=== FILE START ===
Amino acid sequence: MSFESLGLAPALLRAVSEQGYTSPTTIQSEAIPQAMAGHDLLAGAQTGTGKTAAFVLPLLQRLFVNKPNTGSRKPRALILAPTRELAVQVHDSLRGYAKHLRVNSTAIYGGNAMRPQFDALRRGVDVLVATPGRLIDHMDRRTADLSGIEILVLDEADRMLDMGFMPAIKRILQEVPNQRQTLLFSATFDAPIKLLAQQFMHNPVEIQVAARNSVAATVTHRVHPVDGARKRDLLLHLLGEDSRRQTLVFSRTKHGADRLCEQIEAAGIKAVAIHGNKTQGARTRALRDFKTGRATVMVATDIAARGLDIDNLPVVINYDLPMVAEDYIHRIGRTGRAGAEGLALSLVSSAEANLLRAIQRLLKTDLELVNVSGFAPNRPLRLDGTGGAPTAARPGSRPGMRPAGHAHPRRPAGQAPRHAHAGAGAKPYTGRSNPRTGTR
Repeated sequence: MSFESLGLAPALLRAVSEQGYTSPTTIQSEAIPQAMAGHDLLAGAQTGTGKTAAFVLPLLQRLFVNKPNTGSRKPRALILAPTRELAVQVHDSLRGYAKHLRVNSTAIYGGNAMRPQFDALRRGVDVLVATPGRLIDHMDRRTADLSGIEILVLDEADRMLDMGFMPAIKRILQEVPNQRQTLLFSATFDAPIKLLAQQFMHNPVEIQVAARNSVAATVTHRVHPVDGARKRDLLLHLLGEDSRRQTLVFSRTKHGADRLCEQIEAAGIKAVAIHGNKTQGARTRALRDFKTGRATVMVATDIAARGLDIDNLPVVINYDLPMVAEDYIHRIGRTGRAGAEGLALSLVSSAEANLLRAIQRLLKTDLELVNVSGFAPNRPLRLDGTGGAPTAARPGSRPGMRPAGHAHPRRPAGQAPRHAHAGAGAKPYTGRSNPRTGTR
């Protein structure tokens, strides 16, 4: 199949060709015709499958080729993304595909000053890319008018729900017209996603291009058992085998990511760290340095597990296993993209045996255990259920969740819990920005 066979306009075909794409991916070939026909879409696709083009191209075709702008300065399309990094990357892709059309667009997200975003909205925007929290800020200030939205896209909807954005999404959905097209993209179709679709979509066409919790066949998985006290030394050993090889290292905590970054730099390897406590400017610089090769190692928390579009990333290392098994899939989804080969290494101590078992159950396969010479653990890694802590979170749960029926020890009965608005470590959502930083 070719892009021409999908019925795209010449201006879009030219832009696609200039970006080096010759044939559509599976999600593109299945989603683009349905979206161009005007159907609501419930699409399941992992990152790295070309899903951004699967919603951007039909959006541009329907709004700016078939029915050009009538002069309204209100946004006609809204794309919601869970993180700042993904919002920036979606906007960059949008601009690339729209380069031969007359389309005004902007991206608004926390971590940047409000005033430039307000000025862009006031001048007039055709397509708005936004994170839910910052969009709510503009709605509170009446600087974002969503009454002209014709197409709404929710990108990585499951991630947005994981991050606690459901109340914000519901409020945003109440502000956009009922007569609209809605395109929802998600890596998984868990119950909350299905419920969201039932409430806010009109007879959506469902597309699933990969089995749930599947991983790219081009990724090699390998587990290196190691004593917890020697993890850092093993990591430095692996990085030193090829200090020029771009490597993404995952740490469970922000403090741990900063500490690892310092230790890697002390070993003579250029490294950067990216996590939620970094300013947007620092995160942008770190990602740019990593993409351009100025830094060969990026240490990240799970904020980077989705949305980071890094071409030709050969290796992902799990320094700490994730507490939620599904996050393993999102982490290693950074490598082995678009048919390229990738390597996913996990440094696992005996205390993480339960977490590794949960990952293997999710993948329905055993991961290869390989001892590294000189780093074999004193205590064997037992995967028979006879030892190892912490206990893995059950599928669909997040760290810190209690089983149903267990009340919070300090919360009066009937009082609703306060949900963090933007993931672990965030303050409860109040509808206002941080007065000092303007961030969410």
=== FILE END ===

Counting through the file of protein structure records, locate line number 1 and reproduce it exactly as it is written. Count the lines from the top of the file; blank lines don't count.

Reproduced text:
Amino acid sequence: MSFESLGLAPALLRAVSEQGYTSPTTIQSEAIPQAMAGHDLLAGAQTGTGKTAAFVLPLLQRLFVNKPNTGSRKPRALILAPTRELAVQVHDSLRGYAKHLRVNSTAIYGGNAMRPQFDALRRGVDVLVATPGRLIDHMDRRTADLSGIEILVLDEADRMLDMGFMPAIKRILQEVPNQRQTLLFSATFDAPIKLLAQQFMHNPVEIQVAARNSVAATVTHRVHPVDGARKRDLLLHLLGEDSRRQTLVFSRTKHGADRLCEQIEAAGIKAVAIHGNKTQGARTRALRDFKTGRATVMVATDIAARGLDIDNLPVVINYDLPMVAEDYIHRIGRTGRAGAEGLALSLVSSAEANLLRAIQRLLKTDLELVNVSGFAPNRPLRLDGTGGAPTAARPGSRPGMRPAGHAHPRRPAGQAPRHAHAGAGAKPYTGRSNPRTGTR